There are 122,400 2020 to 2022 insured Acadia's out there, and the overall loss figure is just 8.
Following the launch of the UX, it was slated in the media for being vulnerable to relay devices. Basically, a thief can make a digital copy of the key if it's located close enough to the door. For example, let's say you throw your car keys in a bowl by the door.
Lexus isn't the only manufacturer vulnerable to this attack, but it took a unique approach. Lexus noticed that owners were purchasing Faraday pouches from third parties. These pouches are magnetically enclosed, so an outside device can't pick up the signal from the key.
So Lexus decided to get in on the game and made its own Faraday Wallet. You can buy one for roughly $19.
Out of 39,808 UXs insured, only 10 claims were put in for an overall loss.
The Trailblazer has rather basic but quite robust anti-theft technology. It can detect an unforeseen or unwarranted intrusion into the car. This will trigger a device that deactivates the ignition. Even if a thief tries to start the vehicle with a 3D-printed plastic key or something similar, it will not work. The only thing that will start the car once this system is activated is the original manufacturer key.
There are 73,187 units of insured Trailblazers, and only six were written off as an overall loss. This figure is even more impressive when you compare it to other cars in the segment. The compact crossovers segment is so hot right now, and the list of available cars is longer than the Trailblazer itself.
The worst of the lot is the Mitsubishi Outlander, of which 30,796 were insured and 32 written off.
The XT5 is equipped with Advanced Theft Deterrent, which you activate by locking the car. This triggers an electric fuel filler lock, a steering column lock, an interior movement sensor, and glass breakage sensors.
It has a shielded battery and alarm to get around some of the more advanced methods of stealing a car. If you disconnect the battery or cut the wire to the siren, the alarm will still go off.
As mentioned earlier, some thieves are brazen enough to put a car on the back of a flatbed and drive off with it. The XT5 has a vehicle inclination sensor to stop this kind of vehicle theft. If it detects any tilt change, the alarm will go off.
There were 53,584 XT5s insured, and 10 were stolen and written off.
If you want less attractive styling but the same security features as the CT5, go for the Envision. Both are equipped with Advanced Theft Deterrent, boasting the same features.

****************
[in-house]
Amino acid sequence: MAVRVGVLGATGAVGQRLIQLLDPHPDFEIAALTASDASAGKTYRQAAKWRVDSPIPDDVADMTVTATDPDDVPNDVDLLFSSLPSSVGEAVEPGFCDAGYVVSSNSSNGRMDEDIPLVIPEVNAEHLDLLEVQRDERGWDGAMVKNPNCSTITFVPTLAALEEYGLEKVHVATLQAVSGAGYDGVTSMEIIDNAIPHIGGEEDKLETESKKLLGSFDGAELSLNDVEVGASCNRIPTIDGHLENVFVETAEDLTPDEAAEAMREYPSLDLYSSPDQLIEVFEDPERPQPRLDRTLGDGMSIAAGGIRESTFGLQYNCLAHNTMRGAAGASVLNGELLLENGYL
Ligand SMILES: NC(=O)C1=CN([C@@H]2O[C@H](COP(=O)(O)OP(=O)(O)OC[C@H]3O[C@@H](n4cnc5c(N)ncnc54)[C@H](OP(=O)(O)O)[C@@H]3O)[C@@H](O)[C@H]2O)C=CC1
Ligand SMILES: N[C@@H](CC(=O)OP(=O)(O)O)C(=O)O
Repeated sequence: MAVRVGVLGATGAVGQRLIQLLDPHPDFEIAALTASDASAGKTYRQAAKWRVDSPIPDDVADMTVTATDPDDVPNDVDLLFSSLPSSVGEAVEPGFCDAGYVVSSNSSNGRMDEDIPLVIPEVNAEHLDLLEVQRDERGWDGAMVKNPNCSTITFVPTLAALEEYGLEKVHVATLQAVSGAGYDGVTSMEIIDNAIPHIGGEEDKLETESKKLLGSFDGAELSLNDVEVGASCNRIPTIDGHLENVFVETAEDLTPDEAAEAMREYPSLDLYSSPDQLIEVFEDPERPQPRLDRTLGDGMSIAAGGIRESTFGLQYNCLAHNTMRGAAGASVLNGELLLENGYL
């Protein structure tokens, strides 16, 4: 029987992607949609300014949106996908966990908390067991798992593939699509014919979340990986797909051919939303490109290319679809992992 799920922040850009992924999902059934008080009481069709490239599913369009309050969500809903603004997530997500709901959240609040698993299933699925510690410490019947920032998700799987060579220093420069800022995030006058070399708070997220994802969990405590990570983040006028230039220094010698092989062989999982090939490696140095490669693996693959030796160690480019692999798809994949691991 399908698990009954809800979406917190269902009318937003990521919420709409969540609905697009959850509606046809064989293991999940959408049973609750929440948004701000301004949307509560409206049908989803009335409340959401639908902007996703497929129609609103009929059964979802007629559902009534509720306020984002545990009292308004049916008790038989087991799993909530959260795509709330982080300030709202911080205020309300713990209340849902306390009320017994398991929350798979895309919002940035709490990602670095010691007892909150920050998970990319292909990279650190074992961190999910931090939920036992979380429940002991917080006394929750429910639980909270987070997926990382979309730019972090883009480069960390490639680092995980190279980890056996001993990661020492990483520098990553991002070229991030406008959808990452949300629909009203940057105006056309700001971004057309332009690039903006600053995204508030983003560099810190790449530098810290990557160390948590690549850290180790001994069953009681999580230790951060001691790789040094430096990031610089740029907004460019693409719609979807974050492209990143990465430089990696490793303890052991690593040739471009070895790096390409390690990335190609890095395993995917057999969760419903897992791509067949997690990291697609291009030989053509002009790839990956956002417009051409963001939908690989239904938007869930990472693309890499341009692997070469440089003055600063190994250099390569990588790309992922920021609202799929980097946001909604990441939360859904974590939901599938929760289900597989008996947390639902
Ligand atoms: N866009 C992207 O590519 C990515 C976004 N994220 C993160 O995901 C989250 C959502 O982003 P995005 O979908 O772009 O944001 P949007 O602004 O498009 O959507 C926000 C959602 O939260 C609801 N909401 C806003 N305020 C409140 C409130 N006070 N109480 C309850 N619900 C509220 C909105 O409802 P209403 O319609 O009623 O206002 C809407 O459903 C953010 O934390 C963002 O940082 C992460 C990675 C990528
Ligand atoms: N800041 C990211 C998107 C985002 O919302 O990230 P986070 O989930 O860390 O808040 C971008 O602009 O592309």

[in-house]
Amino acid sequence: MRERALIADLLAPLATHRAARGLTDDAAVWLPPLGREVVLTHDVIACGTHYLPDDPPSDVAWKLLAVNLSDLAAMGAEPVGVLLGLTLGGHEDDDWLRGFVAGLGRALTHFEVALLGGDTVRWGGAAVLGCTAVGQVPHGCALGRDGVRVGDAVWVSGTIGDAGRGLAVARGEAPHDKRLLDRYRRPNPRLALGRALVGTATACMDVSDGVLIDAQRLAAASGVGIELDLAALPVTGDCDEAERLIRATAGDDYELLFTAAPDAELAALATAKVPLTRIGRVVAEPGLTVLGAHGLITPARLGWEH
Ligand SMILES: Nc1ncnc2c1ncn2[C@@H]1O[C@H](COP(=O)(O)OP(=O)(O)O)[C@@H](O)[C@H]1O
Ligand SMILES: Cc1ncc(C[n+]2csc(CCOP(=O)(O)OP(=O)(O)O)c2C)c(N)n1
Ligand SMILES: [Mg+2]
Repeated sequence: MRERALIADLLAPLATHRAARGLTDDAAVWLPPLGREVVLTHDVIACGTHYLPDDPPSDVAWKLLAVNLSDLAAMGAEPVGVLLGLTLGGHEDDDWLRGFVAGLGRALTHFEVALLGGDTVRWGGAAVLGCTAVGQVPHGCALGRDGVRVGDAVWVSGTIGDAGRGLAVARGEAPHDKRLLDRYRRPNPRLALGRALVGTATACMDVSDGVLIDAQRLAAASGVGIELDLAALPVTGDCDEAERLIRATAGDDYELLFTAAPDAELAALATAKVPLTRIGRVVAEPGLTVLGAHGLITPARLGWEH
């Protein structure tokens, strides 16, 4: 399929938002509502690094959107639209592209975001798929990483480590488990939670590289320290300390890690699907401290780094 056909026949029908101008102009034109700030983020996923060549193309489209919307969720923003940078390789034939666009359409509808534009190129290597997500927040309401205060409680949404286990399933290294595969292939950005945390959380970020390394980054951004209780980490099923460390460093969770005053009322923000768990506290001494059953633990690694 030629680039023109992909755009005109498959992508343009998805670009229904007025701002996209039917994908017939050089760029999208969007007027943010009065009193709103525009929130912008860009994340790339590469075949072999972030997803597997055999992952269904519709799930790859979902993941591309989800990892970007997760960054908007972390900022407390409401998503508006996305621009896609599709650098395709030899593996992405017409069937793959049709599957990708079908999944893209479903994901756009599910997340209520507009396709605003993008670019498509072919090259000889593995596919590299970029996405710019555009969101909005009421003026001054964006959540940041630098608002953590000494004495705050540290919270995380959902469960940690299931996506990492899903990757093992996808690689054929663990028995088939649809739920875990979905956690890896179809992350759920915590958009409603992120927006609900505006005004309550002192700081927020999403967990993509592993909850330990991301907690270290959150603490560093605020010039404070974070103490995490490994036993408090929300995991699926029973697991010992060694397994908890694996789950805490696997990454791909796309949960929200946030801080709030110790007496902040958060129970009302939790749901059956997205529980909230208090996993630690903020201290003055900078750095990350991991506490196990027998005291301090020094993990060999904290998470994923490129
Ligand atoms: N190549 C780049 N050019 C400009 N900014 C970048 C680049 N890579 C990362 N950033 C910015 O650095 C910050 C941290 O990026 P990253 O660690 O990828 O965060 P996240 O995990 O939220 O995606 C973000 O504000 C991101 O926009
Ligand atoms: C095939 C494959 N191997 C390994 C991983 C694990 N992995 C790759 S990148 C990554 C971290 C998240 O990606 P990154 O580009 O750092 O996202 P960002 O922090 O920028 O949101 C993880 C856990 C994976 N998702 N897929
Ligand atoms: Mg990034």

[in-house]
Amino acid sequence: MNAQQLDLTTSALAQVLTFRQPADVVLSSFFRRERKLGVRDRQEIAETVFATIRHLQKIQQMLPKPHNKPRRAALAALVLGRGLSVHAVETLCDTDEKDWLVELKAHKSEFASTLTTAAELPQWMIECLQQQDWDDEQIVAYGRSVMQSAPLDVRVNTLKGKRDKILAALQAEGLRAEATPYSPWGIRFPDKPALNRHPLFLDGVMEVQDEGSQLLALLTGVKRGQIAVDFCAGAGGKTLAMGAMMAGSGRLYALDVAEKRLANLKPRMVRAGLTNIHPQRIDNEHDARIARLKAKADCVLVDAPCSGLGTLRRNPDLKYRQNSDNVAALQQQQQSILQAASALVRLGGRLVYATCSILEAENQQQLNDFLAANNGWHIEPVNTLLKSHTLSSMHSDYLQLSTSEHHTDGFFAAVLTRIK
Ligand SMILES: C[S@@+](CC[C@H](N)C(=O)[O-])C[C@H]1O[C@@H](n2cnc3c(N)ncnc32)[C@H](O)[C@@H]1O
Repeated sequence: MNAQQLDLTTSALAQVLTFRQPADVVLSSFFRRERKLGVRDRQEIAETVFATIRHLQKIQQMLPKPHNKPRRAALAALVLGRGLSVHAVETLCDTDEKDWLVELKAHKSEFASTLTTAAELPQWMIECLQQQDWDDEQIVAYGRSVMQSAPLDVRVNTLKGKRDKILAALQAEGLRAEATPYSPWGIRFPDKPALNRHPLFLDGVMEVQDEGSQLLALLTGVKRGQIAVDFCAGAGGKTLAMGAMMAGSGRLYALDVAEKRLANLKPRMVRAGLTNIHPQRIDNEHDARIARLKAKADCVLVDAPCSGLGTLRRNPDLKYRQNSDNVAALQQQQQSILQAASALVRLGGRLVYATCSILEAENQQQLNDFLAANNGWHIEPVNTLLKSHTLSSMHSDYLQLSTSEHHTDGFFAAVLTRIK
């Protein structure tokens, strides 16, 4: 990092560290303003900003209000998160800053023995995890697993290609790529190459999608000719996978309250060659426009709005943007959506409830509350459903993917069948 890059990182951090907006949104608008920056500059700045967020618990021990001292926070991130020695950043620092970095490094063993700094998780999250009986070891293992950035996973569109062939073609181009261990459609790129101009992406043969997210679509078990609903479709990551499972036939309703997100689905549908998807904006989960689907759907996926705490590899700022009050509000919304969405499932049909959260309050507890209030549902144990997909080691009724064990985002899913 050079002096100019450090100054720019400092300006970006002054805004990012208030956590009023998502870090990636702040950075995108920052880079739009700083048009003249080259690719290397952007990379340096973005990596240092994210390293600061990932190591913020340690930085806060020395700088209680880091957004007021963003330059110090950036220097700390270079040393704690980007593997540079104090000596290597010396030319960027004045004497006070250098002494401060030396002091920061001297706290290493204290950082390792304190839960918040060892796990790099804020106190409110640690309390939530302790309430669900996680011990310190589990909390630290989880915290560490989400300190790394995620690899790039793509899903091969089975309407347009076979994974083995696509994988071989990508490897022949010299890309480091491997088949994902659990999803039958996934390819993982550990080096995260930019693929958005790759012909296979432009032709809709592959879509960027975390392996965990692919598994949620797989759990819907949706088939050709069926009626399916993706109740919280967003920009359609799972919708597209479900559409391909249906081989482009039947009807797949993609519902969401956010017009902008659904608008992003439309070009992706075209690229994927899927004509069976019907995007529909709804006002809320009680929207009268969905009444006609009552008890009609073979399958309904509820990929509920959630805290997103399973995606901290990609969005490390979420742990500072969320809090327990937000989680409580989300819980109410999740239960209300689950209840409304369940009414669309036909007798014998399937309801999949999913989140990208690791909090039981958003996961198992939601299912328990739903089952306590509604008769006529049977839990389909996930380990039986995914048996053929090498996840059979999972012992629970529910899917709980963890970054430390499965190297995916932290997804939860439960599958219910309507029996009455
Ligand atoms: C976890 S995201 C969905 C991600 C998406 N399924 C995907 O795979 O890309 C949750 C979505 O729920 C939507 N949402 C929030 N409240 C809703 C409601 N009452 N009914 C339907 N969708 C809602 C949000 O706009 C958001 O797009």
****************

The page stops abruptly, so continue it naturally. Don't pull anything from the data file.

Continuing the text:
The lower price means more Envisions were insured from 2020 to 2022. A total of 60,623 insured models were out and about during the last two years, and only 10 were a complete loss due to theft.
There's an interesting point to be made about cars like the XT5 and Envision. As mentioned in the report, the most stolen cars tend to be sporty models with an overabundance of horses. Thieves don't always steal them to sell. Sometimes, they only take the cars for a few hours to get their jollies, and then they crash into a tree.
Just by being dull, the Envision and XT5 are more secure.
The Defender can also detect when somebody has illegitimately gained access to your car. It will send an alert to the InControl Remote app, and all its other features will be shut down for additional security. This keeps a person with access to your phone and your car from driving away with it. The only way to start the vehicle in this situation is by using the key fob.
The app also comes with various modes, like Guardian. It lets you know what's happening with the car even when the key is used to open it. This is perfect for a valet service.
You can also put the car in Transport and Service modes, keeping a young mechanic from hooning around in your Defender V8 Bond Edition.
The IIHS only provided figures for the Defender 110, most likely because it's the most popular. The 130 pictured below is much larger and will inevitably become the new favorite. Out of 32,971, only 25 were completely lost.
Like the Trailblazer, the Leaf has a straightforward system. It detects unauthorized access, which will disable the ignition device. Since the Leaf is an electric car, it doesn't have a traditional ignition system. It's just a few lines of code. Either way, you can't start the car without the original manufacturer key.
Thanks to the above, out of the 32,882 Leafs insured, only 10 were lost. It's not as impressive as the Tesla Model 3, but still worth keeping in mind.
Out of interest, EVs are more secure thanks to charging. When charging on the road, the car is normally parked in a well-lit area that's always being recorded. At home, the car is likely parked in a garage, plugged into a socket. Most EVs lock the charger in place when the car is locked, which is another problem standing in a thief's way.
Merc's Anti-Theft Protection Package is standard on most of the German brands' products. The GLE includes an anti-theft alarm system, a loud alarm siren, interior monitoring, and tow-away protection. Once again, this is another car thieves can't simply tow away.
It does very well in another high-risk segment. Thanks to Kia and Hyundai's TikTok problem, out of the 168,608 Tellurides insured, 37 were a complete loss. The Honda Passport is also a favorite amongst thieves. There were 110,490 insured, and 52 were lost. But the Jeep Wrangler PHEV appears to be the worst offender of the lot. With 47,343 units insured and 53 write-offs.
Out of 63,116 vehicles insured from 2020 to 2022, only 22 were complete losses due to theft.